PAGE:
At 21 miles (33.8 km) long and $2.3 billion, Orlando’s massive I-4 Ultimate is the largest infrastructure project in the Florida Department of Transportation’s (FDOT) history. By the time the last yard of concrete is placed in 2021, the project will consume 6.7 million cubic yards (4.8 million m3) of fill material, require 1.74 million linear ft (530,350 m) of bridge, overpass, ramp, and structure piles, have 2.25 million square ft (209,030 m2) of bridge deck paved and use 591,250 cubic yards (16,740 m3) of concrete.
Divided into four phases, the project will require monumental bridge work to improve traffic flow through the heart of Central Florida. Thirteen existing structures will be widened, 53 new bridges added and 74 bridges replaced. Area 2, currently under construction, dissects downtown Orlando from Highway 50 at the northern edge to the Highway 423/I-4 interchange at its southernmost part. “We will be adding or reconstructing 40 structures in this area,” says Vern Nix, owner of V&M Erectors, Inc., of Pembroke Pines, Fla. “We need to place 50 million pounds (22,680 tonnes) of steel for this phase of the contract.”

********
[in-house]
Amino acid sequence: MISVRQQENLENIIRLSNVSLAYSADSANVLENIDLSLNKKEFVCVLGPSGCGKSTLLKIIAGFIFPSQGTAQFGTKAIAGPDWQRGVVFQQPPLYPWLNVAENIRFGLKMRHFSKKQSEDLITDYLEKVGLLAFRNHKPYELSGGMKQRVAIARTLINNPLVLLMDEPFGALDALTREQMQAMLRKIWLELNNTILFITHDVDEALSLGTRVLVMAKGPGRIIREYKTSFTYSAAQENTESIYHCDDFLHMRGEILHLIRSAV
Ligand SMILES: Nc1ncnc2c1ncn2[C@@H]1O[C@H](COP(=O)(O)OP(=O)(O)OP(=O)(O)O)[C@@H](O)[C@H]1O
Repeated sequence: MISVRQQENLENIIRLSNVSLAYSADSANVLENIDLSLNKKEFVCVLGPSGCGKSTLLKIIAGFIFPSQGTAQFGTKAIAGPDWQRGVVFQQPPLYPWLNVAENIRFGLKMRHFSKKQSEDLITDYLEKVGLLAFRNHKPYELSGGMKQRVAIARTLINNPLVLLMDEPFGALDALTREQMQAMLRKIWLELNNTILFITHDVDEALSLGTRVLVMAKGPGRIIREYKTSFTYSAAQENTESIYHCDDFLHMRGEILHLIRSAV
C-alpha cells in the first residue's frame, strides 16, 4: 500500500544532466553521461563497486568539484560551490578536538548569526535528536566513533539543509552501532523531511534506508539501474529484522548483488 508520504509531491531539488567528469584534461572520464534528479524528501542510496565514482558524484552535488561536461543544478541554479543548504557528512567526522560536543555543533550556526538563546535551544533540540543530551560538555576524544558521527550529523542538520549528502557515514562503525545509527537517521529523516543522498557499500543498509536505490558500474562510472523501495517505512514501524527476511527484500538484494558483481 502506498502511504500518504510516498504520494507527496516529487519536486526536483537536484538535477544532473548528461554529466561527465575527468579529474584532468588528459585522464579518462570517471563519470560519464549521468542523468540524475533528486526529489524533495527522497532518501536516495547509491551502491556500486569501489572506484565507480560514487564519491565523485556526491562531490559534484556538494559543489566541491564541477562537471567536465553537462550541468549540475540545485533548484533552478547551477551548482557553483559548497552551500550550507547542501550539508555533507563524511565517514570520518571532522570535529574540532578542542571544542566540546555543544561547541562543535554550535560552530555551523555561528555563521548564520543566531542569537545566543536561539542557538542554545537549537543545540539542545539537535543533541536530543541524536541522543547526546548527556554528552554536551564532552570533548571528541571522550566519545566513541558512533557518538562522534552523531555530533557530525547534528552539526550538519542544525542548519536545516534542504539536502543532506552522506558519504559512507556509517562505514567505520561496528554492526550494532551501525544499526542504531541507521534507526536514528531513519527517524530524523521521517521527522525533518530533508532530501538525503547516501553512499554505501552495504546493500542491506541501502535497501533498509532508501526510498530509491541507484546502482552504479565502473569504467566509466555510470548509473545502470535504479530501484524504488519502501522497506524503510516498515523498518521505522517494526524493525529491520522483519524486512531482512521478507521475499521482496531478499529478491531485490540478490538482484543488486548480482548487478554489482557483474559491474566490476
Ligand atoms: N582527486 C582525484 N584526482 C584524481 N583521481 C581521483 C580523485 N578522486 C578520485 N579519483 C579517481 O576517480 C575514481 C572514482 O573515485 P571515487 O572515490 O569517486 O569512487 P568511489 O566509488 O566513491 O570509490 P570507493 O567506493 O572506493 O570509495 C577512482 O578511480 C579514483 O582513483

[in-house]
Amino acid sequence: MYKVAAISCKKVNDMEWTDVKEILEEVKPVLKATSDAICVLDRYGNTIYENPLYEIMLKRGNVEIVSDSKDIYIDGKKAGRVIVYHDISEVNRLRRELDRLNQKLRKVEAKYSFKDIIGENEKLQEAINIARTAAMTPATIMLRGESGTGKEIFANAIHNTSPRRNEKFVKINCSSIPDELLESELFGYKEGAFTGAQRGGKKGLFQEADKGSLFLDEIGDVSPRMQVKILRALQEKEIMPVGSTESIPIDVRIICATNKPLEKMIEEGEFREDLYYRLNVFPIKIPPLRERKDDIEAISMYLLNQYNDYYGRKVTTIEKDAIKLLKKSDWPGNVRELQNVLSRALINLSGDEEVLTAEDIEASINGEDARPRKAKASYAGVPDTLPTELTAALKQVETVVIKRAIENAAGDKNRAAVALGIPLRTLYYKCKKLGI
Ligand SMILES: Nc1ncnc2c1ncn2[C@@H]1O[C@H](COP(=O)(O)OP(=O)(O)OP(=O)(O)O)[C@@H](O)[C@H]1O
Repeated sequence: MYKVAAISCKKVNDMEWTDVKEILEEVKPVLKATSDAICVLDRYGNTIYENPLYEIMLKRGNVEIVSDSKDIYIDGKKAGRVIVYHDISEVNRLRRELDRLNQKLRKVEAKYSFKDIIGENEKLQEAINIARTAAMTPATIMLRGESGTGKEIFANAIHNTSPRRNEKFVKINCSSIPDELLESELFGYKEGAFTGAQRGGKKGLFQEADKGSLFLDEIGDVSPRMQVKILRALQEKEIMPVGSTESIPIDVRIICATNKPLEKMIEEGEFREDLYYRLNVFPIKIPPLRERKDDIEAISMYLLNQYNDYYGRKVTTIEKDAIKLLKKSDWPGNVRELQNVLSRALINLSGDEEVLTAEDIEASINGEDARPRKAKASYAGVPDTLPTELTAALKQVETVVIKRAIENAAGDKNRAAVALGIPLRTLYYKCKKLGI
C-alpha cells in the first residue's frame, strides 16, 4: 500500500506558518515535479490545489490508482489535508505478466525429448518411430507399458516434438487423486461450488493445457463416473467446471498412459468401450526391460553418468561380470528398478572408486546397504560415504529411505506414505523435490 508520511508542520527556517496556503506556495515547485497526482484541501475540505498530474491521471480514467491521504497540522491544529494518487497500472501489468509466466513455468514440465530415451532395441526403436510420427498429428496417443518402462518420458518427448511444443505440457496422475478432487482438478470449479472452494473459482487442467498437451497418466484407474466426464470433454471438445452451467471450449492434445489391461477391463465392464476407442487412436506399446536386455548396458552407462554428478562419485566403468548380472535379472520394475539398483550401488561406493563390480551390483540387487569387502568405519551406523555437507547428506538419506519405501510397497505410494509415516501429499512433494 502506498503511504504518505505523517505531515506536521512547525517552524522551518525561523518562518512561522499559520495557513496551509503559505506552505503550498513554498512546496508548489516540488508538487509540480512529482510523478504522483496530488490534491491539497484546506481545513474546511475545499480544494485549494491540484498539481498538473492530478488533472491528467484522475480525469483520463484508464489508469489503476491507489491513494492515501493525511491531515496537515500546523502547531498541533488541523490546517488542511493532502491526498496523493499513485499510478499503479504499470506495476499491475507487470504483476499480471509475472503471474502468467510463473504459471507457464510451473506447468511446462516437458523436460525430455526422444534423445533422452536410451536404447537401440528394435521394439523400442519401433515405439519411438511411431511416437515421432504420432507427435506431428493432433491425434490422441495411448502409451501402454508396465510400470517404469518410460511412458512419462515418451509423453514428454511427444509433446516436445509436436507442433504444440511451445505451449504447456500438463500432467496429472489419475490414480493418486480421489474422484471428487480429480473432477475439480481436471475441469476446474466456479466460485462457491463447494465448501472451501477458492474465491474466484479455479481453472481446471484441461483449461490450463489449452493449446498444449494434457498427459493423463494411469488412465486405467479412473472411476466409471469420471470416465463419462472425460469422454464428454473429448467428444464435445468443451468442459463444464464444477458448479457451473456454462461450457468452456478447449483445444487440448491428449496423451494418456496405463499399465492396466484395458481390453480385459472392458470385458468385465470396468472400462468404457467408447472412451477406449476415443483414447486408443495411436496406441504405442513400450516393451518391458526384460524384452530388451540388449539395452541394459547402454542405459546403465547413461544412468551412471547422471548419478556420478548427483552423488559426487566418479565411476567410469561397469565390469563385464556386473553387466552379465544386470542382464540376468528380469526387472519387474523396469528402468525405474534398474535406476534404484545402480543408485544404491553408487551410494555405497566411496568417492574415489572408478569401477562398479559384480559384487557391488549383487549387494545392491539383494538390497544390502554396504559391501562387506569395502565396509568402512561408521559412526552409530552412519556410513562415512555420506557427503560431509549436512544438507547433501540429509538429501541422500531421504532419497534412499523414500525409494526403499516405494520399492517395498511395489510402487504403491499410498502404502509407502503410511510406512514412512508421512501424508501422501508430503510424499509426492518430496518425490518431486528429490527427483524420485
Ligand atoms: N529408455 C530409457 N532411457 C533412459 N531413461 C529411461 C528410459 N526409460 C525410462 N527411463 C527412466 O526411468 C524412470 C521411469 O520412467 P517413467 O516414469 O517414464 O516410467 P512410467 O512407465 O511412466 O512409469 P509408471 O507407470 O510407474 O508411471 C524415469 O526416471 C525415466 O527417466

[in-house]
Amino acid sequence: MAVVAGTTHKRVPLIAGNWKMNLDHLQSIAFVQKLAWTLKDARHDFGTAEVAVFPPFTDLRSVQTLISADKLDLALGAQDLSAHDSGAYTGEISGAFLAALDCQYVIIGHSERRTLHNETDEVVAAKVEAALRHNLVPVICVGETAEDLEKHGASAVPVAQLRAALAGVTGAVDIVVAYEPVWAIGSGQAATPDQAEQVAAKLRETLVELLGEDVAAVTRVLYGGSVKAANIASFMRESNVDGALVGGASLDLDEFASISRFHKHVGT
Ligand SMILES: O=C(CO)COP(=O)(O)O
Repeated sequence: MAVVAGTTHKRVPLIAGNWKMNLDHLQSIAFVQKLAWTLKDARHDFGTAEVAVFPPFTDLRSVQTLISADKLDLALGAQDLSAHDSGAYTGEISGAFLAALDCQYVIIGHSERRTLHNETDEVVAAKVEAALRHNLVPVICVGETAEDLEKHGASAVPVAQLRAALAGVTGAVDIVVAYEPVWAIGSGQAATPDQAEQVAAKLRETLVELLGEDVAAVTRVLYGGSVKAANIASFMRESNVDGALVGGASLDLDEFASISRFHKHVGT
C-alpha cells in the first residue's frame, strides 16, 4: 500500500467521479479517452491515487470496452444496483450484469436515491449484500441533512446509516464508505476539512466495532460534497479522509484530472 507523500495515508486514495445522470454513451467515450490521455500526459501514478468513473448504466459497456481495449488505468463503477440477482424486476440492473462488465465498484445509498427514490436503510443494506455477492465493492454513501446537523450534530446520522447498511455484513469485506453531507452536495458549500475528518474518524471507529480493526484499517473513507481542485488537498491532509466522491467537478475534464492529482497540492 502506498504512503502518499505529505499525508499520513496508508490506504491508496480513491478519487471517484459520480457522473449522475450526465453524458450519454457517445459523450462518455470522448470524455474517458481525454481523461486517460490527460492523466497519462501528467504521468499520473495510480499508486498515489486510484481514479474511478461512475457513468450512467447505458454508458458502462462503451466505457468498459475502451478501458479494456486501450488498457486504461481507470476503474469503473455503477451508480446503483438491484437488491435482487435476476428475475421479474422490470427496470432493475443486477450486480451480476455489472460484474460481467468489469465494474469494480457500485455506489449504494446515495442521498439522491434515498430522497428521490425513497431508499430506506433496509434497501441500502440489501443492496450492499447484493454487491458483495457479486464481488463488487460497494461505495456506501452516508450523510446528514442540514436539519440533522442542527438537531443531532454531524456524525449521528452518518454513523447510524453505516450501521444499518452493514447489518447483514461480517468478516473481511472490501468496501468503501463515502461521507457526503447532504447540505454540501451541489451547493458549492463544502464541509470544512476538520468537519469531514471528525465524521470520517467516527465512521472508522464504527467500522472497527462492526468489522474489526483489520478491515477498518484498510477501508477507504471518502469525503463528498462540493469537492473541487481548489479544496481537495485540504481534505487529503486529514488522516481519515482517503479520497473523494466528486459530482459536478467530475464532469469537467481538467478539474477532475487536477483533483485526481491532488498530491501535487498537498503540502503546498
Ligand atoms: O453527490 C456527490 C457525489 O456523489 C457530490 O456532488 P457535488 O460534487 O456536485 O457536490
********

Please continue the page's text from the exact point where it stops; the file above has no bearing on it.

V&M is a critical fixture in the Southeastern U.S. bridge-building market. Nix offers the industry over 50 years of structural steel and falsework construction experience. “Vern (Nix) is very hands-on, and V&M is one of the most sought-after structural steel contractors in the bridge sector,” comments Bob Renegar, president of Renegar-Driggers, Florida’s authorized Terex Cranes distributor.
Initially, V&M rented cranes to complete bridge work. When the opportunity presented several years ago, the company purchased a 230-U.S.-ton (208-tonne) Terex HC 230 lattice boom crawler crane. The efficiency and flexibility gained by owning a crane versus renting fueled V&M’s growth. A year later, the company purchased a new 275-U.S.-ton (250-tonne) Terex HC 275 crane.
With the company’s reputation for delivering quality projects spreading and the complexity and size of projects increasing, V&M added another high-capacity Terex crane in 2018. It invested in a larger, Terex HC 285 crawler crane, offering a 285-U.S.-ton (258-tonne) capacity and maximum 300-ft (91.4-m) main boom.
Complex and Congested